A Googling mom has helped parents find a way out of the forest of increasing fees for all-day kindergarten.
Ruthellyn Jacob, whose daughter just started kindergarten at Peirce, spotted a news item last spring that led the school subcommittee of which she was a part to information that resulted in wiping out the long-contentious fee.
"Oh, my goodness," Jacob said in a telephone interview a day after the School Committee's vote Sept. 13 put an official sanction behind the ground work that she and the committee laid.
"I was so happy to tell other parents at Peirce the next day. Many did not know."
Apart from the initial enthusiasm, which must face a Town Meeting vote Oct. 10, she took a longer view. The removal of the fee is a "selling point for the community," she said.
This story begins about a year ago, when Jacob saw the program's stiff fee, $3,000 a year, which her family faced. As the school year proceeded, she saw news stories about the steps the school business office had to take to collect the fee, including establishing a deadline to pay in January.
Of course, since 1997, when full-day kindergarten became a full-fledged school program, with a $1,500 fee, school officials have wanted to reduce or eliminate the annual payment. Over the years, the fee has dropped to $500 but risen to $3,000.
Signs up for subcommittee
Eager to work on the issue, she signed on in February with the subcommittee, led by School Committee member Bill Hayner, charged with looking at a variety of kindergarten issues.
Among others, the group compared what parents paid in other Massachusetts towns. Some, such as Stoneham, pay more than the $3,000 tuition in Arlington. Others pay less. Then she found some who didn't pay.
One was Melrose. In news stories she found by Googling, she learned that Melrose Mayor Rob Dolan proposed removing the $1,500 fee for all-day kindergarten last March -- and his plan was approved in May.
Here's what caught Jacob's eye: The move was projected to cost about $500,000 in 2012-13, but Melrose's Chapter 70 state education funding would cover the cost of the full-day students in subsequent years.
As of last spring, Melrose got 50 percent of state aid that it receives per student for each full-day kindergarten student whose family paid the fee, but Melrose would get full funding for each student who went to full-day kindergarten free.
Jacob, whose background includes pharmaceutical sales, wondered: "What about Arlington?"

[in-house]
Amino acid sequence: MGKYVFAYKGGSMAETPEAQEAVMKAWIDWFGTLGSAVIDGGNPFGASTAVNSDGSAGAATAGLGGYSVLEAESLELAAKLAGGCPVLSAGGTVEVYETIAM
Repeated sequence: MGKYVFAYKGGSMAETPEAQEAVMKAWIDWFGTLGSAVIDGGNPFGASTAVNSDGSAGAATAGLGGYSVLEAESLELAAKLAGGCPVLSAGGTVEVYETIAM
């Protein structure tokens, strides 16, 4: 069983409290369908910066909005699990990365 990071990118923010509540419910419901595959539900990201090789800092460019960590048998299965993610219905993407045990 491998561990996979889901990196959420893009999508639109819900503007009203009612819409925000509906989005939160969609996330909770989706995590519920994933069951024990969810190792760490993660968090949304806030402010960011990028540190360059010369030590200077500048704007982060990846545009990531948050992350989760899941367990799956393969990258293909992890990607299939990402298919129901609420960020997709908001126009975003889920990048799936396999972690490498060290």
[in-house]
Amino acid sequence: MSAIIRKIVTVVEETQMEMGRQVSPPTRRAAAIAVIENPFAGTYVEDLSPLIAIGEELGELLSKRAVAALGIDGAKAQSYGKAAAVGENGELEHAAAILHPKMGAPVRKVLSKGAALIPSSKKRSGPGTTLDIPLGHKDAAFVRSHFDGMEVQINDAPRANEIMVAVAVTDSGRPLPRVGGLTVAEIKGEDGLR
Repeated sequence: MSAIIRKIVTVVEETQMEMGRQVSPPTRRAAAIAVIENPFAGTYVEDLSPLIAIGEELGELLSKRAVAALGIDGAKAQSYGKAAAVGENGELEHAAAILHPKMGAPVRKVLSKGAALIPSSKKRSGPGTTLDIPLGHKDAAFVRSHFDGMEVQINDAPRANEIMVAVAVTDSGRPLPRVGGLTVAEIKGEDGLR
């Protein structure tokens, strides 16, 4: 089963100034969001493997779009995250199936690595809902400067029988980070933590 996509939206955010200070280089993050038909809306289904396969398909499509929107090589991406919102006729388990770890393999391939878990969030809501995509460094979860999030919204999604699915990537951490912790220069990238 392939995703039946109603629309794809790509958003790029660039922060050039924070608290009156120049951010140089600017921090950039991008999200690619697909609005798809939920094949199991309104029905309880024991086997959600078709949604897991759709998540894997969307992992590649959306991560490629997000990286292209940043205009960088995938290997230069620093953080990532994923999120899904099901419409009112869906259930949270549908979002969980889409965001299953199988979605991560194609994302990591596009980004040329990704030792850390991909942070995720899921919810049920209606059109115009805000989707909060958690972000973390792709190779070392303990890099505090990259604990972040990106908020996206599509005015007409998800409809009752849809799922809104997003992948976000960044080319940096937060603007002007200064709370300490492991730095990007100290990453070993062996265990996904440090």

So she and others on the subcommittee, including Julie Dunn and Hardy Principal Deb D'Amico began investigating to find out.
Johnson helps confirm numbers
That work, in which Diane Johnson, the schools' chief financial officer, played a nitty-gritty role, concluded in August, with confirmation that what Melrose did would fly here.
With that nailed down, key leaders of Arlington's finances got involved. Among other matters, they discussed whether tuition already paid this year could be refunded. They decided it could, and on Sept. 12, the town's Finance Committee voted to transfer $970,000 from a reserve fund. Town Meeting must vote on that transfer.
In announcing the end of the fees Sept. 14, a school news release said: "This change has been made possible thanks to support from the Town of Arlington, which has agreed to provide additional funding to cover this year's kindergarten fees in anticipation of increased state aid next fiscal year.
"All fees collected for the 2012-2013 school year will be refunded to parents.
"Under the state’s current educational funding formula, which was recently adjusted, offering free full-day kindergarten will increase Arlington’s Chapter 70 aid during the 2013-2014 fiscal year. The expected increase in Chapter 70 aid will fully offset the cost of this year’s Kindergarten fees."
The reference to the adjustment of the state-aid formula is likely music to the ears of Allan Tosti, longtime Fincom chairman, who has spoken out for years about needed adjustment to the formula that brings state aid to Arlington.
Athletics, music fees are extracurricular
Hayner has made clear that the removal of the kindergarten fee does not work for other school fees. "Kindergarten is a curriculum issue," he said. "The others [athletics or music] are extracurricular."
The final report of the kindergarten committee, issued in June, recommended working to end the fee. Now it has been.
Members were parents Dolores McGee, Brendan O'Day, Farhana Riaz and Jacob; Deborah D'Amico and Julie Dunn, administration; and William Hayner.
This story was first reported Monday, Sept. 17, 2012.
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